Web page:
I just wrote a beautiful blog post.
It was saturated with emotion, the sentences flowed as though from divine inspiration. The word choices were not merely adequate, but perfect. It was a masterpiece.
I realized, with a mixture of sadness and relief, that no one would read those words but me. It was too personal, too raw, too painful.
So I printed it out, then saved it - where it will forever remain as a draft. That beautiful thing will be mine and mine alone. Unless I have a sudden surge of bravery, that is - but I very much doubt that time will come anytime soon.
The post was about my life; my aimlessness. It was about my apathy, my experiences with childhood abuse, and the psychological consequences of that abuse as an adult. It was about my feelings of depression, worthlessness, and - dare I say it? Hope.
Those things must remain private - at least for now.
I have sometimes used art and writing as my therapy - channeling my frustration, sadness, and anger into a creative pursuit, in hopes that I may inadvertently help someone deal with similar feelings. Writing about it - seeing the words, in black and white - makes my pain real. It helps me cultivate self-compassion, by imagining that I'm reading the words of someone else; someone I don't know. Or maybe a friend, or acquaintance. How would I respond if I read the same from them? How would I feel if I heard them say the things that I'm putting on paper - or, I should say, pixels?
Have you ever done this? I know I'm not the only one that writes to clear their head or work through a tough time in their lives. I'm reading a book, Self-Compassion: The Proven Power of Being Kind to Yourself, which encourages the reader in one of the beginning exercises to write a letter to themselves from the perspective of a wise, compassionate friend. I was pleasantly surprised to find that I do indeed have a compassionate "friend" inside of me, and I like reading that letter. It's beautiful and loving. I cried as I wrote it.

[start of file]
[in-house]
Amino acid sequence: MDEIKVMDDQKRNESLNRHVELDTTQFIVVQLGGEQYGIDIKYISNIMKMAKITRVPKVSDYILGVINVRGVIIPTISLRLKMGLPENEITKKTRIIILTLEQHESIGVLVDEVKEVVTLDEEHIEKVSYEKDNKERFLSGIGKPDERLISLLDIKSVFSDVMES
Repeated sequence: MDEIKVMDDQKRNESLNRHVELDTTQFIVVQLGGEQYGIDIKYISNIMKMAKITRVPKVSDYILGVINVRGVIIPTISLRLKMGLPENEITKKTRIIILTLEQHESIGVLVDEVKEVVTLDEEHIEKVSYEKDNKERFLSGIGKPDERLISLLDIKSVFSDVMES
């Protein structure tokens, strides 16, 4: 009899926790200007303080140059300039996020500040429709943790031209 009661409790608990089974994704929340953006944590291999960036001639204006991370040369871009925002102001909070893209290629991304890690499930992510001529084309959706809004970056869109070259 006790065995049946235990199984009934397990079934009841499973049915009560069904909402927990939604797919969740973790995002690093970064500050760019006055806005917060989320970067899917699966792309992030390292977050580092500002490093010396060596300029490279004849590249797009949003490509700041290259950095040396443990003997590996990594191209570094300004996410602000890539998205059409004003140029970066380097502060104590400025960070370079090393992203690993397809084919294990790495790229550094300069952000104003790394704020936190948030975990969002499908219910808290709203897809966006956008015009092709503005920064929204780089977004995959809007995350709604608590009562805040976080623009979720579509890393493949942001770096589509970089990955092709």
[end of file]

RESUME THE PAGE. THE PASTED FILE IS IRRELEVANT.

But I was also disheartened by this exercise - horrified at how I currently talk to myself. My self-talk is atrociously vicious; if my inner voice were a person, I'd want nothing to do with her. I would never dream of treating anyone else that way - so why do I treat myself like that?
That is the question that I wish to answer - by writing.
Many times, I have escaped into fantasies: books, movies, and video games. I find it ironic that I'd rather kill digital mutated insects in a dystopian wasteland than grapple with my own, very real psychological demons. I'm not denouncing these coping mechanisms - we all need downtime. It's healthy and perfectly normal to escape into fantasy from time to time. But when it develops into an emotional crutch, perhaps it's time to reevaluate priorities.
I'm reminded of when I was a Norse Pagan, when I believed words had special power. That the gods would listen, if your intent was clearly stated and genuine. If your entreaties were persuasive enough, they just might make it to another realm, where a deity would hear your plea and intervene.
Since I've moved on from Norse Paganism to Secular Buddhism, I don't believe in gods now - neither many nor none. But I still believe that words have power. The power to enrage, surprise, sell, persuade - or even to heal.
So, if you feel like starting a self-compassion practice, or if you just want to exercise your brain, write a letter to yourself. Put your feelings on paper. Don't be afraid. Don't feel pressured to share - it's okay to keep some things to yourself.
Take the journey. Self-compassion is there, within your reach. All you need do is find the courage to grasp it.
I'm still reaching.